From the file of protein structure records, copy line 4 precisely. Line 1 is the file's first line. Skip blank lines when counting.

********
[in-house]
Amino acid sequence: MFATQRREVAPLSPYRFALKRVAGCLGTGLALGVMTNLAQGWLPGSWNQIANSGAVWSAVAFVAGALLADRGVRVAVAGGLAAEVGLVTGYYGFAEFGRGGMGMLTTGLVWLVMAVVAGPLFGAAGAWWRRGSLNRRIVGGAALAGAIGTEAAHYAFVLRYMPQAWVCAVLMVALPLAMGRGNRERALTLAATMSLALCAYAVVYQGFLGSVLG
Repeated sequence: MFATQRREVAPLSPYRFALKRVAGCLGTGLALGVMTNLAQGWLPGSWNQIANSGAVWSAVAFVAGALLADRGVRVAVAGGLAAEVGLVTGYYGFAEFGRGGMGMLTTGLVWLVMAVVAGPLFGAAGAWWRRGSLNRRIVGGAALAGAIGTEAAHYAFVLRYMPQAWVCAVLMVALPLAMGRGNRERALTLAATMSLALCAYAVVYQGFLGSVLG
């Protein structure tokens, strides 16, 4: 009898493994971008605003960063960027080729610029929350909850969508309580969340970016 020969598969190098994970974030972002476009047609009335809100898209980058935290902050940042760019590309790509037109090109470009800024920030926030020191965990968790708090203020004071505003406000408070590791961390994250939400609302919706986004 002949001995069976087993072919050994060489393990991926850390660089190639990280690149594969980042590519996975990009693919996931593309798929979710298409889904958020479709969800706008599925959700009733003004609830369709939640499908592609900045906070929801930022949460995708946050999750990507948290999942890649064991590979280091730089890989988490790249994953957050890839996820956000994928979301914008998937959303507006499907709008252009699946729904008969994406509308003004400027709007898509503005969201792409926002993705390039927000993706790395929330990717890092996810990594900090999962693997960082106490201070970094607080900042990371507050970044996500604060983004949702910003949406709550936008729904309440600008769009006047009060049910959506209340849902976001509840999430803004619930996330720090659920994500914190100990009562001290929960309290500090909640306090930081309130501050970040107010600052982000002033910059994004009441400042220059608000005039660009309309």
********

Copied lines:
């Protein structure tokens, strides 16, 4: 009898493994971008605003960063960027080729610029929350909850969508309580969340970016 020969598969190098994970974030972002476009047609009335809100898209980058935290902050940042760019590309790509037109090109470009800024920030926030020191965990968790708090203020004071505003406000408070590791961390994250939400609302919706986004 002949001995069976087993072919050994060489393990991926850390660089190639990280690149594969980042590519996975990009693919996931593309798929979710298409889904958020479709969800706008599925959700009733003004609830369709939640499908592609900045906070929801930022949460995708946050999750990507948290999942890649064991590979280091730089890989988490790249994953957050890839996820956000994928979301914008998937959303507006499907709008252009699946729904008969994406509308003004400027709007898509503005969201792409926002993705390039927000993706790395929330990717890092996810990594900090999962693997960082106490201070970094607080900042990371507050970044996500604060983004949702910003949406709550936008729904309440600008769009006047009060049910959506209340849902976001509840999430803004619930996330720090659920994500914190100990009562001290929960309290500090909640306090930081309130501050970040107010600052982000002033910059994004009441400042220059608000005039660009309309």